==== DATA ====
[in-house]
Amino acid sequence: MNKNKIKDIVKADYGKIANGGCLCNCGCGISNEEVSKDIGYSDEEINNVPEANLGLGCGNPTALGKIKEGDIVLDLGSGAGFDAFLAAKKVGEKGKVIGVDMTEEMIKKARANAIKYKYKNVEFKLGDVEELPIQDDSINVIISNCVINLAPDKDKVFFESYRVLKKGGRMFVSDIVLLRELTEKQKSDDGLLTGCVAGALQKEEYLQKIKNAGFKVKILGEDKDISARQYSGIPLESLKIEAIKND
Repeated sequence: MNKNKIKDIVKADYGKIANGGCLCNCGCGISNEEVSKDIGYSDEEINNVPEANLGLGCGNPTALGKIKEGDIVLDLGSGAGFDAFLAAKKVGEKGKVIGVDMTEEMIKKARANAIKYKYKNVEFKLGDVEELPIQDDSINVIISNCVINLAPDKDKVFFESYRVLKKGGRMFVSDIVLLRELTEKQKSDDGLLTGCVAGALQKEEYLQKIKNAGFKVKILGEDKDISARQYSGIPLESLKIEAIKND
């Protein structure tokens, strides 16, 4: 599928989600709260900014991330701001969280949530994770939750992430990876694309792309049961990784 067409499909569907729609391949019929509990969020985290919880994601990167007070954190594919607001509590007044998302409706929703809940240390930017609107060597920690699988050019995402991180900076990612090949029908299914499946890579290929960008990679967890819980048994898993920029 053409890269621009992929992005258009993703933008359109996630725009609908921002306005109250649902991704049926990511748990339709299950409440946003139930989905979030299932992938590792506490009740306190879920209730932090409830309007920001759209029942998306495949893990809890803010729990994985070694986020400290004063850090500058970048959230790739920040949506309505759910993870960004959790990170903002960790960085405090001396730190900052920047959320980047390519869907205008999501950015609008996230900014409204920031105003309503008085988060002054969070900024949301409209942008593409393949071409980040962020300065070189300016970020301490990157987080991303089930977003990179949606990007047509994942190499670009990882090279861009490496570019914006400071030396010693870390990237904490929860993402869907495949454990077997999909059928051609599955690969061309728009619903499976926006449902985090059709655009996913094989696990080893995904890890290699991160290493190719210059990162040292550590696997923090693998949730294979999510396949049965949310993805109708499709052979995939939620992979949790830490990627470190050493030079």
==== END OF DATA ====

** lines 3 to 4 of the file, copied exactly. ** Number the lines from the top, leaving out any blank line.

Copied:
Repeated sequence: MNKNKIKDIVKADYGKIANGGCLCNCGCGISNEEVSKDIGYSDEEINNVPEANLGLGCGNPTALGKIKEGDIVLDLGSGAGFDAFLAAKKVGEKGKVIGVDMTEEMIKKARANAIKYKYKNVEFKLGDVEELPIQDDSINVIISNCVINLAPDKDKVFFESYRVLKKGGRMFVSDIVLLRELTEKQKSDDGLLTGCVAGALQKEEYLQKIKNAGFKVKILGEDKDISARQYSGIPLESLKIEAIKND
């Protein structure tokens, strides 16, 4: 599928989600709260900014991330701001969280949530994770939750992430990876694309792309049961990784 067409499909569907729609391949019929509990969020985290919880994601990167007070954190594919607001509590007044998302409706929703809940240390930017609107060597920690699988050019995402991180900076990612090949029908299914499946890579290929960008990679967890819980048994898993920029 053409890269621009992929992005258009993703933008359109996630725009609908921002306005109250649902991704049926990511748990339709299950409440946003139930989905979030299932992938590792506490009740306190879920209730932090409830309007920001759209029942998306495949893990809890803010729990994985070694986020400290004063850090500058970048959230790739920040949506309505759910993870960004959790990170903002960790960085405090001396730190900052920047959320980047390519869907205008999501950015609008996230900014409204920031105003309503008085988060002054969070900024949301409209942008593409393949071409980040962020300065070189300016970020301490990157987080991303089930977003990179949606990007047509994942190499670009990882090279861009490496570019914006400071030396010693870390990237904490929860993402869907495949454990077997999909059928051609599955690969061309728009619903499976926006449902985090059709655009996913094989696990080893995904890890290699991160290493190719210059990162040292550590696997923090693998949730294979999510396949049965949310993805109708499709052979995939939620992979949790830490990627470190050493030079």